I’ve wanted to learn more about Terraform and Kubernetes for some time now, and I’ve made a couple half hearted attempts to set something up, but none of them thus far had resulted in a useable cluster. But I found myself with some time recently and decided I’d give it another shot. I’ve also found myself extra frustrated recently with dealing with cloud providers like Azure, having to click through so many menus and settings panes to configure everything and so this gave me a bit of extra motivation.
I wanted to try standing up my own cluster, versus just using GKE, AKS or similar. But I also didn’t want to do it all by hand just yet. So I opted to use a Terraform module. There is a great project for one of my favorite cloud providers, Hetzner. You can find the project repo here.
This worked great, I was able to get the cluster up and running quickly. The next step was to actually deploy some containers. After talking to a friend with extensive Kubernetes experience I decided to try Flux. This would be the first step in my downfall!
I was working through their getting started guide and got to this step, where we bootstrap the Flux install and repository.
flux bootstrap github \ --owner=$GITHUB_USER \ --repository=fleet-infra \ --branch=main \ --path=./clusters/my-cluster \ --personal
I misunderstood this path variable, and I didn’t realize this would be a path within the repository that would be created. And of course I didn’t have a
/clusters directory! So I gave it a relative path within the directory with my cluster configs. This was something like
~/dev/infra/cluster. And so this was created, in my current directory.
But Flux would not reconcile. And I could not figure out why. I was going back and forth with my friend, trying to figure out the problem. At one point I realized, this path should not have been a relative path. So perhaps I will re-run the bootstrap command with an appropriate argument. And so, despite many jokes and trolls on IRC and around the internet my distracted brain went to delete the directory created by the first bootstrap, with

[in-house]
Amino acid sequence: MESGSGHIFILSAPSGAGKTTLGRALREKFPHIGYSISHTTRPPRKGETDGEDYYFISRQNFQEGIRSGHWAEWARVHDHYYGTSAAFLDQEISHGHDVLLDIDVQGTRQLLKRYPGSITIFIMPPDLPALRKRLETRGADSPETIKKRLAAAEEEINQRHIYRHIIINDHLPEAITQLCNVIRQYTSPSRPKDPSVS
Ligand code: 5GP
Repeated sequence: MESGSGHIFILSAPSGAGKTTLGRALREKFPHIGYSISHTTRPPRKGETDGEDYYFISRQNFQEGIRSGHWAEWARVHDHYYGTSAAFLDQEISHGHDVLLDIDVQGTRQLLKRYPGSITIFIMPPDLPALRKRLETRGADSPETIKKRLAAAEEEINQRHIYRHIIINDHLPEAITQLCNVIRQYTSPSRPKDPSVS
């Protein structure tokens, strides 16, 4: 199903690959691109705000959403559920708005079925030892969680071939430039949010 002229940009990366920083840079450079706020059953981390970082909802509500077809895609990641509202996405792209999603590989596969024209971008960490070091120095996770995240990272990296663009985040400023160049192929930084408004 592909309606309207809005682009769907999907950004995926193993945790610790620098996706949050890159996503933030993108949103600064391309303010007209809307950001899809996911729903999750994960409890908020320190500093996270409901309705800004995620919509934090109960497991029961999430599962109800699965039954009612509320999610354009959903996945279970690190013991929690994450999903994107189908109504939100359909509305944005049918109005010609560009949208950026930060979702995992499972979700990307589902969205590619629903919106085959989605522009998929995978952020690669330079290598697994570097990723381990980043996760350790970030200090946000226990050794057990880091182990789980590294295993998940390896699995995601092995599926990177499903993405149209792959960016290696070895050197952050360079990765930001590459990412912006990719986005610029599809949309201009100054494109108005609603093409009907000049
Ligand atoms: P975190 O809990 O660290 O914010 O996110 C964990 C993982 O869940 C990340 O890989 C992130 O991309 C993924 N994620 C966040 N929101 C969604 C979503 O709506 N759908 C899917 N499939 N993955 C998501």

rm -rf ~
Ah yes, it made perfect sense at the time. This was the directory I needed to remove. This was the command to remove it. Immediately I recognized my mistake as I saw hundreds of lines scrolling by, my home directory vanishing quickly. Luckily my Go pkg directory is apparently huge, and I was able to cancel before too much damage was done.
After I sulked a bit and my ego recovered, I remembered that I had actually set up Time Machine on my NAS and could recover all my files. I was so relieved. Please back up your files :). I was then able to properly remove the offending directory which, ironically, had not been impacted.
However Flux was still not working. I could not clone from my repo. SSH would not connect. So we tried
ssh.github.com over port 443, and that worked fine. I went through a dance of updating Flux’s secret which contained its known_hosts value to support this new hostname, reconciling, restarting the source-controller, forgetting to update another yaml, or committing the repo, or some other silly thing. But finally, it all clicked, and it worked. Flux reconciled, and everything was peachy.
In retrospect, it should have been obvious, but I was used to Hetzner servers not having any firewalls when they are first created. But when this project creates its servers it adds a rule blocking outbound connections on port 22 which prevented the Flux repository from cloning. If I had removed this I would not have needed to update Flux’s known_hosts.
So while slightly traumatizing, it was a great learning experience, and now I have a shiny new cluster to continue learning with. And I’m looking forward to migrating my services to this cluster, carefully.